The spontaneous nystagmus test determines if the patient has any nystagmus, with or without fixation, when sitting with head and eyes in a neutral position. The presence of spontaneous nystagmus can affect all other VNG tests. Therefore, it is essential to identify the presence of spontaneous nystagmus prior to performing any other VNG tests.
“I am going to place a mask over the goggles. What I need for you to do is just look to where you think is straight ahead.” No other instruction is necessary, but it is recommended that alerting tasks be administered during the fixation-free portion of the test to help prevent the patient from suppressing any nystagmus if a response is present.
A patient with no spontaneous nystagmus will produce a tracing that is virtually a straight line. The right eye is represented by the red line and the left eye by the blue line. If nystagmus is present it will be identified by triangles on the graph to represent each detected nystagmus beat. The average slow phase velocity value(s) will be plotted in the bar graphs to the right of the tracings. When both a fixation-free and a fixation section have been completed in the spontaneous test, a fixation index (FI) percentage value will also be calculated. A yellow bar in the tracing indicates the fixation section.
Spontaneous test showing a normal response with no nystagmus detected in either the horizontal or vertical channels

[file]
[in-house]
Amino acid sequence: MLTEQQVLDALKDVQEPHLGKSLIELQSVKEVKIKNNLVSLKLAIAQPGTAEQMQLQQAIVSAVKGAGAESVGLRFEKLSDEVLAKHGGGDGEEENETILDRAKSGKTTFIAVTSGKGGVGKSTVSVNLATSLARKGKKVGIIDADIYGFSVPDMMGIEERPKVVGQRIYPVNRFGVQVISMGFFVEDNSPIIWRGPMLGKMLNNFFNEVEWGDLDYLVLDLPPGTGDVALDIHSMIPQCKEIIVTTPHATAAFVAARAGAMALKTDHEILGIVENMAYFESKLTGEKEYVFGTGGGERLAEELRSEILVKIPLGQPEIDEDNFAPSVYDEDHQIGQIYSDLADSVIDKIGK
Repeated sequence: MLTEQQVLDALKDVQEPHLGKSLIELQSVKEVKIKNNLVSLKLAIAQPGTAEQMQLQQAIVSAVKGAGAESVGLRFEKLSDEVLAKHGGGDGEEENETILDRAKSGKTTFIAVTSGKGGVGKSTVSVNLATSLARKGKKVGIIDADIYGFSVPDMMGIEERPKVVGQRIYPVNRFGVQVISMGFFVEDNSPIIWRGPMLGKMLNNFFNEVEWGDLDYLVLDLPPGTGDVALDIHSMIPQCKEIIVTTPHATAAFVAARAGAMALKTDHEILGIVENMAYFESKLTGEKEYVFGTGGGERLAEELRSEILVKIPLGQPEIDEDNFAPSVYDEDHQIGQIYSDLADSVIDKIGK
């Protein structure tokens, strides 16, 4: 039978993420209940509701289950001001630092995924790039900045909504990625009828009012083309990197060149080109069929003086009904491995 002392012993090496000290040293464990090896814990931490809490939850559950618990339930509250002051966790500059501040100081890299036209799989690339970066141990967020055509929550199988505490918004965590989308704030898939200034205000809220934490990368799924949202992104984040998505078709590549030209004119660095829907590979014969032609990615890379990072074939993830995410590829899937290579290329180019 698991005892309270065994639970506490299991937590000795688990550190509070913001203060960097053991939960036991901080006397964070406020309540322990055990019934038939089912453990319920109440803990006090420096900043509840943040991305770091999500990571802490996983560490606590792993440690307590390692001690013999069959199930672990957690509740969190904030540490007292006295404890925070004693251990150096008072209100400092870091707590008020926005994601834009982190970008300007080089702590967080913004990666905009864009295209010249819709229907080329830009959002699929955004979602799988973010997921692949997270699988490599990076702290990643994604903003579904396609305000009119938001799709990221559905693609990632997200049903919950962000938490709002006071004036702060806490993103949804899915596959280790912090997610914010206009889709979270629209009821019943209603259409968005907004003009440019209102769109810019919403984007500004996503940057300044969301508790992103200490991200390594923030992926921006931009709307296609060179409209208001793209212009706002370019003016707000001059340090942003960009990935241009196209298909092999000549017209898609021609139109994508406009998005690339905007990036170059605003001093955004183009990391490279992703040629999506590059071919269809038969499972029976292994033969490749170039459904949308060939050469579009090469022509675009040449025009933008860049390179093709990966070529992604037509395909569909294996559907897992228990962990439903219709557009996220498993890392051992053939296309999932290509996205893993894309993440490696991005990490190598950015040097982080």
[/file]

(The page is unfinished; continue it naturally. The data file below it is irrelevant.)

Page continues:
An abnormal test result will reveal the presence of nystagmus in the horizontal and/or vertical channels. When the average slow phase velocity exceeds the threshold value of 6⁰/sec, the bar graph will be shaded grey and a red diamond will appear near the bar graph to indicate an out of threshold response.
Spontaneous test showing horizontal left-beating nystagmus
Spontaneous nystagmus test showing congenital nystagmus.
The assessment of spontaneous nystagmus is essential to the VNG battery because it affects all other tests within the VNG battery. The presence of spontaneous nystagmus may be further analyzed as an indication of central versus peripheral vestibular involvement. For a complete discussion of spontaneous nystagmus and its indications, refer to:
Jacobson, GP, and Shepard, NT. Balance Functional Assessment and Management, 2nd Ed. San Diego; Plural Publishing, 2015
*NOTE: This is intended only as a guide, official diagnosis should be deferred to the patient’s physician.